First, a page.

Kip (Kevin) Mitchell Thomet

Kip (Kevin) Mitchell Thomet

Kip (Kevin) Mitchell Thomet

Kip (Kevin) Mitchell Thomet was born June 4, 1961, in Ann Arbor, Michigan, to Glen and Sherry Thomet and resided there until he was 12 years old. The family then moved to Eugene, Oregon, where Kip attended Churchill High School and the University of Oregon, where he graduated with a degree in finance and marketing. 

Kip came to Alaska in the mid-1980s to work on a floating processor, and soon transitioned to fishing where he long-lined for halibut and black cod in Kodiak, the Gulf and Dutch Harbor. He crabbed the Bering Sea, fished Bristol Bay for salmon and commercial dove for sea-urchins. He also had a stint of gold mining in the Talkeetna mountains.

In March of 1989, Kip was shopping at our local Safeway and saw a young woman sitting with friends at a table, and in passing their eyes met. WOW! A second pass down the aisle, the eyes and the WOW happened again. The young woman — Leigh Gorman — elbowed her friend gesturing if she knew him? And what great fortune! She did! An introduction followed and they were inseparable thereafter, continuing to light up each other's lives for the next 30 years. 1989 was also the summer of the Exxon Valdez oil spill and the couple worked on separate vessels participating in oil clean-up and then reunited at summer’s end to travel the Pacific Rim for five months which sparked a never-ending travel lust. Kip convinced Leigh that Kodiak would be a great fit for her to reside in with him. How could she resist?

In 1992, they bought a 38-foot sailboat, where they lived for 10 years in Dog Bay Harbor while both continued fishing and hanging nets. After five years of living aboard, they made their best life decision and in 1997 a maniacal and energetic Levi Mitchell Thomet was born. And how great life was with the three of them. Living on the boat also afforded them to purchase their set net site on the west side of Kodiak Island in 1998. There they spent the next 29 summers salmon fishing and sharing their lifestyle with family, friends and many crew members, who became like family to them. When Levi was 5 and entered kindergarten they were offered a caretaking opportunity during the winter months on 87-acre Holiday Island where they moved, and were about to spend their 18th winter.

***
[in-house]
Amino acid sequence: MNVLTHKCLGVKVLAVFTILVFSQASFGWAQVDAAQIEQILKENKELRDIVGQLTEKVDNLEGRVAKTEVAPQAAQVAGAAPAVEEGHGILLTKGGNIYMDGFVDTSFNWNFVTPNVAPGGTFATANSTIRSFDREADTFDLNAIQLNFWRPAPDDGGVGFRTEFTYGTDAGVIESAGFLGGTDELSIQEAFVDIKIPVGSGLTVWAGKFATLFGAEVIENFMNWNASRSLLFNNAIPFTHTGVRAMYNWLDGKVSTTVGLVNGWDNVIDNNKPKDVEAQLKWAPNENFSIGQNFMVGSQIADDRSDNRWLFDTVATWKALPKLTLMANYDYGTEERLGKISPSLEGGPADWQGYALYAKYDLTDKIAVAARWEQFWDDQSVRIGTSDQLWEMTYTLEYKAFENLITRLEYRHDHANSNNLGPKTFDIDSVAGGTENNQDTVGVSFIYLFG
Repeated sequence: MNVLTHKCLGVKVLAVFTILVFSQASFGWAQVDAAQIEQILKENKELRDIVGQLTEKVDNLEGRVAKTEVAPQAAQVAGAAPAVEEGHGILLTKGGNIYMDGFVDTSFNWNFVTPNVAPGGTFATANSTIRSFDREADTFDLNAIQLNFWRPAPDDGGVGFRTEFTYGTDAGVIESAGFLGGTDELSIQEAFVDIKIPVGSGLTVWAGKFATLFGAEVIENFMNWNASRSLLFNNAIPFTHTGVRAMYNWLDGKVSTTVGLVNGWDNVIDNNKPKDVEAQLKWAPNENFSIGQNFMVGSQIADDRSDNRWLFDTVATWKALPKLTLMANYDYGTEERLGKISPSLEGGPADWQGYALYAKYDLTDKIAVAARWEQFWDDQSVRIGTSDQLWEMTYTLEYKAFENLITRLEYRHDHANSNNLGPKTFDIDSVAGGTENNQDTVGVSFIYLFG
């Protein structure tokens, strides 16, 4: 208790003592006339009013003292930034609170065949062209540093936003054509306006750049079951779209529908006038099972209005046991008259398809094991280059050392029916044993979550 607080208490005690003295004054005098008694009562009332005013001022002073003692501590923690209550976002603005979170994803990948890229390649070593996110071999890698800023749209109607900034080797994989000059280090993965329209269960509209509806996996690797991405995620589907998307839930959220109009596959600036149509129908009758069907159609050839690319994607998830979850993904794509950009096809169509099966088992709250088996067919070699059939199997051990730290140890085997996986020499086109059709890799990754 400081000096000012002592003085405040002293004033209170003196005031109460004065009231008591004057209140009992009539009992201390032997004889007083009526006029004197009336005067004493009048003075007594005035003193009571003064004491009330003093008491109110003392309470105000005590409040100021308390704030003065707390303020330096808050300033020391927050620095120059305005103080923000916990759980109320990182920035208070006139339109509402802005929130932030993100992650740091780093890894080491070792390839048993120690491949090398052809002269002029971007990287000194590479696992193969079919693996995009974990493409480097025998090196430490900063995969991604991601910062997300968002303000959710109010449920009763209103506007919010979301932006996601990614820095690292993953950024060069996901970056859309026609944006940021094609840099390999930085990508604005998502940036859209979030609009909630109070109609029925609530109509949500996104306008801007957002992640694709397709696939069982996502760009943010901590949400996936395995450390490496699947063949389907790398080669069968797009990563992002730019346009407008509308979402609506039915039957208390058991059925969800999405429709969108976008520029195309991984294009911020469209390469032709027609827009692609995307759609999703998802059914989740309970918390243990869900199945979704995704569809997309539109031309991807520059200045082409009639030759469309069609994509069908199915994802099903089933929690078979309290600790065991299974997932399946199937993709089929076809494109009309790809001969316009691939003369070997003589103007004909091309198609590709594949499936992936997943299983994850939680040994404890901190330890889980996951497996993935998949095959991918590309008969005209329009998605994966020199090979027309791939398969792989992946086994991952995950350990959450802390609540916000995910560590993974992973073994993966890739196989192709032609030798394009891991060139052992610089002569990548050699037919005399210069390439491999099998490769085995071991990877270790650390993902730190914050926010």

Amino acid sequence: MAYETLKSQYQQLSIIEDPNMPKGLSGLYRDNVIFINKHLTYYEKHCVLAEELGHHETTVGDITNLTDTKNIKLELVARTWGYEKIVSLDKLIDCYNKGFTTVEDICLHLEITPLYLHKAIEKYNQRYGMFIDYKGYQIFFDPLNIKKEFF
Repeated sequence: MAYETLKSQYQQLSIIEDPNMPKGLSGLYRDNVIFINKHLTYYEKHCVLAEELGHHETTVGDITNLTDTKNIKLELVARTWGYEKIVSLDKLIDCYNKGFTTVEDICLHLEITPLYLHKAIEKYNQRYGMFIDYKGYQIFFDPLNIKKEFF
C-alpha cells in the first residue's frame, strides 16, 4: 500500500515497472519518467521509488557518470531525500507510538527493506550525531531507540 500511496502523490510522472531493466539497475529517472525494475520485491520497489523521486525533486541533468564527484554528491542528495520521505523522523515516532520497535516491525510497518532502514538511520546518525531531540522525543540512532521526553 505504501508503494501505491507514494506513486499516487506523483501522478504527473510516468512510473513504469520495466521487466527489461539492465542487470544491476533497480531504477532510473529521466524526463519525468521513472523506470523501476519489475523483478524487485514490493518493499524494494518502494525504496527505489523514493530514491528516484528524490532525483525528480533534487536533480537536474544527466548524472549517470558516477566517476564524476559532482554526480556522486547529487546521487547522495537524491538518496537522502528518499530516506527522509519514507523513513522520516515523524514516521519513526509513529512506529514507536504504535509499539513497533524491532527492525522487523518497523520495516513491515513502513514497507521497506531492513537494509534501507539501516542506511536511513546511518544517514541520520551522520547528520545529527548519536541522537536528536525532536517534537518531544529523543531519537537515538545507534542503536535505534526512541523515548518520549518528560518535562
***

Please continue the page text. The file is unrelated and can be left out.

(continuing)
Kip participated in the halibut fishery and occasionally went crab fishing but would tell people that he preferred to send Leigh. "It's a lazy man that can't find his wife a crab job" was their running joke. No one could call Kip a lazy man as Leigh always had a job.

Leigh said Kip had that old school animalistic fishing mentality. He was driven and fearless on the water, mustering through big weather that the location of their set net site could bombard them with. He was calm in stressful situations and made sure things got done. He had a fuse a mile long and was rare to anger. He was quite remarkable that way. While Leigh is adventurous and feisty, Kip was calm and intelligent. They were a yin and yang couple, each complimenting the other. Leigh also shared that Kip was a ‘do all’ guy: he could pull anchors, run a skiff and change a diaper in a moment.  She was the impetus behind their travel, to check-out, relax and hit the reset button. They packed the kid up and traveled every chance they could, seeking a new country, culture and perspective or wherever those precious airlines miles could take them.